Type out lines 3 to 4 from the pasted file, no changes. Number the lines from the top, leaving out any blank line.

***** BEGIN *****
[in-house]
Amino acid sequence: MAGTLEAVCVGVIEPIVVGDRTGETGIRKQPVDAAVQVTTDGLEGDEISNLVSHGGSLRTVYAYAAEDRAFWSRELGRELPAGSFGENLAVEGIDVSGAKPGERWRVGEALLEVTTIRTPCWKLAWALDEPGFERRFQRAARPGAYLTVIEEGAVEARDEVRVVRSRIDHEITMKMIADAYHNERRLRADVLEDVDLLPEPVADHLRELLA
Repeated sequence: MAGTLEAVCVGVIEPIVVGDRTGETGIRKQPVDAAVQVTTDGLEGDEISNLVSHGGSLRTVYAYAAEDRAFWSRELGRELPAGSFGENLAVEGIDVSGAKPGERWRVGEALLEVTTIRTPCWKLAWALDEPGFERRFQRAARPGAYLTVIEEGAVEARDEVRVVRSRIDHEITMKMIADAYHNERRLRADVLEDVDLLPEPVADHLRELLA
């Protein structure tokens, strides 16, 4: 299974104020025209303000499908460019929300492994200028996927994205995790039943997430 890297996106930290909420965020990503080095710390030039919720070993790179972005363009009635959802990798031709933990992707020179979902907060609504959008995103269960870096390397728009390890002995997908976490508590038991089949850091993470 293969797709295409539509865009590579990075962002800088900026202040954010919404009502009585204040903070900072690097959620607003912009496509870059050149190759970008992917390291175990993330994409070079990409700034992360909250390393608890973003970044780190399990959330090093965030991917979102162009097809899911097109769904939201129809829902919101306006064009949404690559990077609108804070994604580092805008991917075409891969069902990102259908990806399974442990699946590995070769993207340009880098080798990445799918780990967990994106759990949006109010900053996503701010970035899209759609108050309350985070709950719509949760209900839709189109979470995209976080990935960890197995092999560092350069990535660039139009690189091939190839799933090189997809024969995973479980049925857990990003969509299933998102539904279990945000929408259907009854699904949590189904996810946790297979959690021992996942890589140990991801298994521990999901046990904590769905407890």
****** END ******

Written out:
Repeated sequence: MAGTLEAVCVGVIEPIVVGDRTGETGIRKQPVDAAVQVTTDGLEGDEISNLVSHGGSLRTVYAYAAEDRAFWSRELGRELPAGSFGENLAVEGIDVSGAKPGERWRVGEALLEVTTIRTPCWKLAWALDEPGFERRFQRAARPGAYLTVIEEGAVEARDEVRVVRSRIDHEITMKMIADAYHNERRLRADVLEDVDLLPEPVADHLRELLA
């Protein structure tokens, strides 16, 4: 299974104020025209303000499908460019929300492994200028996927994205995790039943997430 890297996106930290909420965020990503080095710390030039919720070993790179972005363009009635959802990798031709933990992707020179979902907060609504959008995103269960870096390397728009390890002995997908976490508590038991089949850091993470 293969797709295409539509865009590579990075962002800088900026202040954010919404009502009585204040903070900072690097959620607003912009496509870059050149190759970008992917390291175990993330994409070079990409700034992360909250390393608890973003970044780190399990959330090093965030991917979102162009097809899911097109769904939201129809829902919101306006064009949404690559990077609108804070994604580092805008991917075409891969069902990102259908990806399974442990699946590995070769993207340009880098080798990445799918780990967990994106759990949006109010900053996503701010970035899209759609108050309350985070709950719509949760209900839709189109979470995209976080990935960890197995092999560092350069990535660039139009690189091939190839799933090189997809024969995973479980049925857990990003969509299933998102539904279990945000929408259907009854699904949590189904996810946790297979959690021992996942890589140990991801298994521990999901046990904590769905407890």